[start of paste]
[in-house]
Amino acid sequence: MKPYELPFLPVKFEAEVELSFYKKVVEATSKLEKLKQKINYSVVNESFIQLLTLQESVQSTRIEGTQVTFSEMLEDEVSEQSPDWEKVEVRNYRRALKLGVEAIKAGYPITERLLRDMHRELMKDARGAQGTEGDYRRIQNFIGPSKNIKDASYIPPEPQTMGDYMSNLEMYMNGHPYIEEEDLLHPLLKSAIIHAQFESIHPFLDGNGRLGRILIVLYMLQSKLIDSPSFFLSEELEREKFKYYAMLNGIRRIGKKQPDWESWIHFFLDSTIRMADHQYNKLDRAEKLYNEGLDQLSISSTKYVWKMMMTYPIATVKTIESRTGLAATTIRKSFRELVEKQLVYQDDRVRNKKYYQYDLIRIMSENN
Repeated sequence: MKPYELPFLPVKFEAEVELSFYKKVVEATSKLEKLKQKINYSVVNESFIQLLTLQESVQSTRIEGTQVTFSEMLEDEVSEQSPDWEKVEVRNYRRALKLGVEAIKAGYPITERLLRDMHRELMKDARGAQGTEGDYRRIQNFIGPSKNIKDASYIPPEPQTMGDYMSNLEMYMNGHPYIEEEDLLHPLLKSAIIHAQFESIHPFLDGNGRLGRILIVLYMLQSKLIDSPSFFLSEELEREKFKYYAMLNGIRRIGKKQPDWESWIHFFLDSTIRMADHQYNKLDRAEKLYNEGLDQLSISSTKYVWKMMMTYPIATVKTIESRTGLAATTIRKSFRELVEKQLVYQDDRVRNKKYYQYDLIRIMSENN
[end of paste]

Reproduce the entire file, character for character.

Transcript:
[in-house]
Amino acid sequence: MKPYELPFLPVKFEAEVELSFYKKVVEATSKLEKLKQKINYSVVNESFIQLLTLQESVQSTRIEGTQVTFSEMLEDEVSEQSPDWEKVEVRNYRRALKLGVEAIKAGYPITERLLRDMHRELMKDARGAQGTEGDYRRIQNFIGPSKNIKDASYIPPEPQTMGDYMSNLEMYMNGHPYIEEEDLLHPLLKSAIIHAQFESIHPFLDGNGRLGRILIVLYMLQSKLIDSPSFFLSEELEREKFKYYAMLNGIRRIGKKQPDWESWIHFFLDSTIRMADHQYNKLDRAEKLYNEGLDQLSISSTKYVWKMMMTYPIATVKTIESRTGLAATTIRKSFRELVEKQLVYQDDRVRNKKYYQYDLIRIMSENN
Repeated sequence: MKPYELPFLPVKFEAEVELSFYKKVVEATSKLEKLKQKINYSVVNESFIQLLTLQESVQSTRIEGTQVTFSEMLEDEVSEQSPDWEKVEVRNYRRALKLGVEAIKAGYPITERLLRDMHRELMKDARGAQGTEGDYRRIQNFIGPSKNIKDASYIPPEPQTMGDYMSNLEMYMNGHPYIEEEDLLHPLLKSAIIHAQFESIHPFLDGNGRLGRILIVLYMLQSKLIDSPSFFLSEELEREKFKYYAMLNGIRRIGKKQPDWESWIHFFLDSTIRMADHQYNKLDRAEKLYNEGLDQLSISSTKYVWKMMMTYPIATVKTIESRTGLAATTIRKSFRELVEKQLVYQDDRVRNKKYYQYDLIRIMSENN